DC: I wonder if by trivializing it, it diminishes its appeal… I mean, here’s a solution to everything people are looking for… and it’s easy… but there’s no cash in it. There’s no church-based economy inherent in it. Instead, we’ll trivialize it and say, “no…no… no… listen to the guy on the pulpit who talks about the Ten Commandments and Leviticus and blah blah blah…” because there we can tap into a revenue source and exert some control.

JR: There’s a little bit of that, but I think there’s also what you said – it’s too easy. I think, for a lot of people, the idea that you can just take a gigantic dose of mushrooms and have this insane, religious, powerful, all knowing experience… it just seems like a cop-out to people. You should be meditating on a mountain for thirty years to have that. You should earn that, you know what I mean?

DC: Staring at your navel…

JR: Yeah! The fact that you can get there with the same method that some goofy high school kid who just watched SOUTH PARK and giggle off of a few caps and stems… that’s the method you’re going to use to change your whole life? Whoa, you sound like a nut!

DC: You’ve kept to the organics, true? You’ve never done LSD or…

JR: I try to avoid anything that I know has completely wrecked people’s minds. A lot of that has been because I’ve been very fortunate to meet people who have fucked their brains up. I’ve been fortunate enough to meet people with cocaine problems early on when I was really young, so… I was always terrified of coke. I had seen what it had done to people. I’d met people who’d had heroin problems and seen what that had done to them. So, I’d had some real clear evidence stuck in my face at a very young age that there is a lot of stuff that’s just not good for you. But, you don’t really hear that about marijuana. You don’t really hear that about hash. You don’t really hear that about mushrooms… Although, there is a depiction in the book TRUE HALLUCINATIONS where McKenna and his brother, Dennis were somewhere in South America and they took mushrooms and Dennis had some sort of a schizophrenic episode for a couple of weeks where he’d really lost his marbles. But, who knows what they were taking. They might have taken so much stuff…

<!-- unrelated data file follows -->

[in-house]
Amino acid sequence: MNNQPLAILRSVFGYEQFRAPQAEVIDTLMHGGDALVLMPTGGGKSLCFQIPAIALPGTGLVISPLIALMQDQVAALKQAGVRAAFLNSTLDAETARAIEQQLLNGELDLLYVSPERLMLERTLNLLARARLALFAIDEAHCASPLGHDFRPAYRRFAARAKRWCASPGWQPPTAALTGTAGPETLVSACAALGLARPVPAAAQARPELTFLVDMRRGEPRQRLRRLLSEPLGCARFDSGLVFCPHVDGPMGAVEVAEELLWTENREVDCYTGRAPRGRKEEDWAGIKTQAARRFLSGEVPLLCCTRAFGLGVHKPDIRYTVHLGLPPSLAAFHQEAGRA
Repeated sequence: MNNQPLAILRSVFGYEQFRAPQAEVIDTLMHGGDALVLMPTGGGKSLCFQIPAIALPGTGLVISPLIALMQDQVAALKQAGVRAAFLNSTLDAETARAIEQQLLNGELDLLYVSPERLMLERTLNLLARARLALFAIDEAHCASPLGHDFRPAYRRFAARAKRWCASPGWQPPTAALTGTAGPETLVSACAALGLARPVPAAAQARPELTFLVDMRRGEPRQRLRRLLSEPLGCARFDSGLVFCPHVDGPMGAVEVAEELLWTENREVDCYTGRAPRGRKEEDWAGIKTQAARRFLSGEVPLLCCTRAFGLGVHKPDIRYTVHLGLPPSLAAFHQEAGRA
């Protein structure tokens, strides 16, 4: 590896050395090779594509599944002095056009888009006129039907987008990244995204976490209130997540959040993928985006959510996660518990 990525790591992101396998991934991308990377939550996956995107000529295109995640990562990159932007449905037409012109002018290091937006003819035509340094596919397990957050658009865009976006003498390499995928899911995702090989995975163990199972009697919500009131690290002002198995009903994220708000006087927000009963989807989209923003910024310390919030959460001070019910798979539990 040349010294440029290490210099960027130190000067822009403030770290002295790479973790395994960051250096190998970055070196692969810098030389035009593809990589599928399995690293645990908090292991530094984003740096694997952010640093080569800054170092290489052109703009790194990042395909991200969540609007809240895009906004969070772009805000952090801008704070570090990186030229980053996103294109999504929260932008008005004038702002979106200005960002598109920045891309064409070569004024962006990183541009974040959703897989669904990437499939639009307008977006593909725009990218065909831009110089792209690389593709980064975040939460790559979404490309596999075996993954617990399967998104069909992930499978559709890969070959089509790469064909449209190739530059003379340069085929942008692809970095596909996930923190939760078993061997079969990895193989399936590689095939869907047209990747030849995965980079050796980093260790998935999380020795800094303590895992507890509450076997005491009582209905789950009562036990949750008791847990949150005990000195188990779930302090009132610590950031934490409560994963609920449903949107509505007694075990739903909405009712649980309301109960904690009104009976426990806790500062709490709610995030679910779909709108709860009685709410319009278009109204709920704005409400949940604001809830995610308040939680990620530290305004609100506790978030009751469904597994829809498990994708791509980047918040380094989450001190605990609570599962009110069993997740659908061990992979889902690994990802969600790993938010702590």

DC: And you never know if there were already cracks in Dennis’ foundation before they dosed, you know? The trip might have just sort of brought those flaws to the surface.

JR: Yeah, absolutely. You just never know what kind of psychological state he was in when he took that stuff and that has a big effect on it.

Joe Rogan Talks Horror Films & Books, Monkeys, and the Psychedelic Experience

DC: A lot of people know you as an actor, a standup, a martial artist, and a sports commentator, but you’re also a big horror fan and monster fan. Was that interest sparked early on? As a kid, were you gobbling that stuff up?

JR: Yeah, man… When I was really, really young, for as far back as I can remember, I loved monster movies. My mom used to be a horror movie fan and she used to watch movies with me when I was really young – like 5 and 6 – like vampire movies and shit like that. It was something I always really enjoyed. And still to this day, I always get really excited when a monster movie comes out. There’re just not enough of them, man… and the ones that are out all suck.


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Vanvance1's picture

I love MMA so I respect Joe Rogan as a commentator but I don't see how he is in any way linked to horror.

Props that he appreciates The Howling, but a big thumbs down for the two of you crapping on Splice. Splice has it's flaws but it also took risks and created some truly unsettling scenes, that makes it damn good horror in my book.


Submitted by Vanvance1 on Wed, 01/12/2011 - 4:51am.

Agreed. Especially when he called Splice "wrong," which suggests it offended his morals or something. Ironic coming from the guy who used to host the Man Show.


Submitted by MouthForWar on Thu, 01/13/2011 - 9:13am.